The ALGOL 68 Programming LanguagePublished on 31 December 2018 (Updated: 02 May 2020)
According to Wikipedia, ALGOL 68—also known as Algorithmic Language 68—is a successor to the ALGOL 60 language. As the name suggests, ALGOL 68 first appeared in 1968 as an imperative programming language.
That said, ALGOL 68 has a much wider scope than ALGOL 60. For instance, ALGOL 68 includes user-declared types, expression-based syntax, concurrency, and even slicing.
Of course, I think the most interesting language feature is the overwhelming list of
reserved words which includes 60 different symbols. Most of these symbols I couldn’t
even guess their purpose. For example, what do you think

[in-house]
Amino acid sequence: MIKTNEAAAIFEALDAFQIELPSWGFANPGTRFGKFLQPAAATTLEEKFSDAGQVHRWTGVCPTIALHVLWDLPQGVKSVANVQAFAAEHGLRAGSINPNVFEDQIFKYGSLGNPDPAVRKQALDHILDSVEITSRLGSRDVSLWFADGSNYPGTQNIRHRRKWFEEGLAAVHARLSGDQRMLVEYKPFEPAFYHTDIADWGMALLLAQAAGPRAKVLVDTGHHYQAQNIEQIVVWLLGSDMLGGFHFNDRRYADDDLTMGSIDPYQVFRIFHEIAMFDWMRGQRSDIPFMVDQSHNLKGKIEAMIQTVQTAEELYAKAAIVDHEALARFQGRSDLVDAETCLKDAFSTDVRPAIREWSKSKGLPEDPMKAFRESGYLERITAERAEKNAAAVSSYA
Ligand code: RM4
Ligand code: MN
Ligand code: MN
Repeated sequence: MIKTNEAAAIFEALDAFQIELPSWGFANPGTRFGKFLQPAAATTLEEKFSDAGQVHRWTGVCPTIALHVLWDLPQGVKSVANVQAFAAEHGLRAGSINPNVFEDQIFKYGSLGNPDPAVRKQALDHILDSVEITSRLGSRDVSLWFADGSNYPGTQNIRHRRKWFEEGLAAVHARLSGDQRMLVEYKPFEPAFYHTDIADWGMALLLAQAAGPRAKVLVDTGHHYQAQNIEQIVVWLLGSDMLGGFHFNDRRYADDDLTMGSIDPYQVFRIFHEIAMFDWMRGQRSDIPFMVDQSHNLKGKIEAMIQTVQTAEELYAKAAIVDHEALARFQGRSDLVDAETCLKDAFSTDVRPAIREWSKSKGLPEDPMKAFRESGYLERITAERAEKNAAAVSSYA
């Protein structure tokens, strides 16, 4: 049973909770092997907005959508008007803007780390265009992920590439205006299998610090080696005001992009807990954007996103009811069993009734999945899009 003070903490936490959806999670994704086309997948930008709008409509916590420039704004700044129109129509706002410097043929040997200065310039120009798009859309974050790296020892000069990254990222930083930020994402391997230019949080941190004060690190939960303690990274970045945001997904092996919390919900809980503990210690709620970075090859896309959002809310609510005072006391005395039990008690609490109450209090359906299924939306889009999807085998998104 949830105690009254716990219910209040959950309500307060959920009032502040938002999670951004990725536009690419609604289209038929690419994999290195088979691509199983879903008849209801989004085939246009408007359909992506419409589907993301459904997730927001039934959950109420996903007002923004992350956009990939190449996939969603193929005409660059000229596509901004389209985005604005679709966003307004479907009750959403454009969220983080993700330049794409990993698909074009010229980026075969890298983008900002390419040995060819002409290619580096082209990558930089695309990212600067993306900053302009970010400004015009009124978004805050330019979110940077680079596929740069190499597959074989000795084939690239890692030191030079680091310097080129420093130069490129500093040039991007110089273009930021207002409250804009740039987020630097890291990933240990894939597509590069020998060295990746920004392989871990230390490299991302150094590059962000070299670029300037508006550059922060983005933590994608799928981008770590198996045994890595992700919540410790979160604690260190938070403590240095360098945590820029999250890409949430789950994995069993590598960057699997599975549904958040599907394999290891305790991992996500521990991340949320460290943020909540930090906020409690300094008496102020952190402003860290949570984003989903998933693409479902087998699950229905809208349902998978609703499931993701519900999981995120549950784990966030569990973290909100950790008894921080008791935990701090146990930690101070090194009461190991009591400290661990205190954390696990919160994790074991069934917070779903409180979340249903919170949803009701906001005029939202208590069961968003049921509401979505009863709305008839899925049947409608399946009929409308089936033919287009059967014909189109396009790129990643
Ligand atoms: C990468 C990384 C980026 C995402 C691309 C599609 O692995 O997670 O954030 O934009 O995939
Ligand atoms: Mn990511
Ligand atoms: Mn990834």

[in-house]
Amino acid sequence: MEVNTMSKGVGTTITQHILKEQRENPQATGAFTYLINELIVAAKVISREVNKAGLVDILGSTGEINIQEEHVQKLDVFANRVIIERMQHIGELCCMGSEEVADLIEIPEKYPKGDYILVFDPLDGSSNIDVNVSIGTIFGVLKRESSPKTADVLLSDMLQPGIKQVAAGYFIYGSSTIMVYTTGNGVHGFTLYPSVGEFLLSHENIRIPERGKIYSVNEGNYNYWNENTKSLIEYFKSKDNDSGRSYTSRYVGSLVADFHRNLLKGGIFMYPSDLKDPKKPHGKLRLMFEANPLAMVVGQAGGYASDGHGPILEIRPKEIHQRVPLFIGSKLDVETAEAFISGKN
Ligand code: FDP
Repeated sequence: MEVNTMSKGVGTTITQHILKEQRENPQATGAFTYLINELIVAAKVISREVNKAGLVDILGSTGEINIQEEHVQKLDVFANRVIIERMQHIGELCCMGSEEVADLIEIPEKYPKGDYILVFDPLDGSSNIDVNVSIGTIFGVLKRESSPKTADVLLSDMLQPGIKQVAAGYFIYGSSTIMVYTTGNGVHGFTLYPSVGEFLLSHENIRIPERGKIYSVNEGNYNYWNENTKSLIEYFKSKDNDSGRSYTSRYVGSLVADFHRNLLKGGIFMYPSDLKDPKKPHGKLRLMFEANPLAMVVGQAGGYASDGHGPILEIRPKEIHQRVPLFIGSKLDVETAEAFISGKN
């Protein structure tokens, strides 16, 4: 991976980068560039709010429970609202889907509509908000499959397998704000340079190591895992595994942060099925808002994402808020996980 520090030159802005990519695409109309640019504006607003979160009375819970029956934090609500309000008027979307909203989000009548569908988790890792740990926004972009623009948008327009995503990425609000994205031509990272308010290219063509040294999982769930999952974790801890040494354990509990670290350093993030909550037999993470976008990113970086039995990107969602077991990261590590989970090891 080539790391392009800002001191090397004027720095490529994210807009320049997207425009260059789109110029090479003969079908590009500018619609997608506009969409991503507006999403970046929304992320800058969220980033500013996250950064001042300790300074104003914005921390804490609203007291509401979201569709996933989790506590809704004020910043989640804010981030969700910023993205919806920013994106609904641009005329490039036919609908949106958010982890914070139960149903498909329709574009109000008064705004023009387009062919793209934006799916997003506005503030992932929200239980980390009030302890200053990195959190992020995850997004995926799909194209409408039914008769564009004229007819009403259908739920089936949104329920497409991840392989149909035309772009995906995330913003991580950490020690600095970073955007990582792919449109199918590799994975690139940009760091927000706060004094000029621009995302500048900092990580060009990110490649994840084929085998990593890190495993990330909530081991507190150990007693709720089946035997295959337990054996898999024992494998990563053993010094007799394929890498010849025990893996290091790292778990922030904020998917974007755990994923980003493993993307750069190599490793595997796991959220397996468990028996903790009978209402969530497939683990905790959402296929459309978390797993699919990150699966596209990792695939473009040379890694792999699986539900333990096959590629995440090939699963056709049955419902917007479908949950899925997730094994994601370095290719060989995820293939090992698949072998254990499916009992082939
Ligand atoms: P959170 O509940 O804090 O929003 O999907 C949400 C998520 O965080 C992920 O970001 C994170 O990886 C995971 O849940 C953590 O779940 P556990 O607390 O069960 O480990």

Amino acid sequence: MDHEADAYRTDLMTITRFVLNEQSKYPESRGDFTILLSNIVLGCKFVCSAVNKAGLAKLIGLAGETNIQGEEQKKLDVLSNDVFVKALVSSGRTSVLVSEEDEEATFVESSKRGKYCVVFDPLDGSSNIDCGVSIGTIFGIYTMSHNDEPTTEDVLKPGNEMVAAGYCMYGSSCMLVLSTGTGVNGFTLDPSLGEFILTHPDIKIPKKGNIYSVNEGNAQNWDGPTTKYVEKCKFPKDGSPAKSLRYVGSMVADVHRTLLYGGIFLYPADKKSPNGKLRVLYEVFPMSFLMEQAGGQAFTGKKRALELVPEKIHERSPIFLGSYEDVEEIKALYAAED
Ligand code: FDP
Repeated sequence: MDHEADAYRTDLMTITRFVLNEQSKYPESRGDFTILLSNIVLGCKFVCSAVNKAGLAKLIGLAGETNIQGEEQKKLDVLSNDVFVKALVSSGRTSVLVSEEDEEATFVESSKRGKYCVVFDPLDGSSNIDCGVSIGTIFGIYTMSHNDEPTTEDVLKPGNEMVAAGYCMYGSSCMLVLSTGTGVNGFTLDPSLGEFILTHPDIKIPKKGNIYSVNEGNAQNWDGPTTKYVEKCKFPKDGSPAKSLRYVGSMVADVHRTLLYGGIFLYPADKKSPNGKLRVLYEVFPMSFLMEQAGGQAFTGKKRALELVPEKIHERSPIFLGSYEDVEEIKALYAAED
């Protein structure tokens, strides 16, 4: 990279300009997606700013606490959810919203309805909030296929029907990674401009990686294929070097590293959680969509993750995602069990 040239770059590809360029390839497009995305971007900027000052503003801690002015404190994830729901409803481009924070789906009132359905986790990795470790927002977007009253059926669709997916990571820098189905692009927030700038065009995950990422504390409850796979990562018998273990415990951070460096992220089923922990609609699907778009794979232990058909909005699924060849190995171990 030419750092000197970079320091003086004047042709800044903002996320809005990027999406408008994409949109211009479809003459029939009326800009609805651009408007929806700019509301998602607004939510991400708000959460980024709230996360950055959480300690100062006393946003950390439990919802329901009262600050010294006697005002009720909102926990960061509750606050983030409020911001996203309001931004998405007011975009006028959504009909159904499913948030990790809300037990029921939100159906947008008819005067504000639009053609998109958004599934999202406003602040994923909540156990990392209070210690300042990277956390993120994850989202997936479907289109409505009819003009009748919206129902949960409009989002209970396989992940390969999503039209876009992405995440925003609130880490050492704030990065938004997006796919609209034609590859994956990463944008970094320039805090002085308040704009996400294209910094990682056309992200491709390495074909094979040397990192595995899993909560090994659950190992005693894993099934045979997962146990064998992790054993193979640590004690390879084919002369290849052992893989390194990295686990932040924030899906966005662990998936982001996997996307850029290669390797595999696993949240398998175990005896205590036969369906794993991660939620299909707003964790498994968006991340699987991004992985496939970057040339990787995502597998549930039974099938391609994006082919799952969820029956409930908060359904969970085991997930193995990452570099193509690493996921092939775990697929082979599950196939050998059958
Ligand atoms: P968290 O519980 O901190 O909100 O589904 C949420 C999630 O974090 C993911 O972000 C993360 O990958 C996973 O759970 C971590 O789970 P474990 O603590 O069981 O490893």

esac does? How about
ouse? James Jones offers a great explanation.
In general though, I find that most of the symbols are pretty typical. Many of which provide either control flow or iteration. Meanwhile, others provide typing. So, overall the language seems pretty tame. Feel free to check out the Wikipedia page for the full syntax and features list.
- Hello World in ALGOL 68 on 31 December 2018 by Jeremy Grifski
- Hello World in ALGOL68 on The Renegade Coder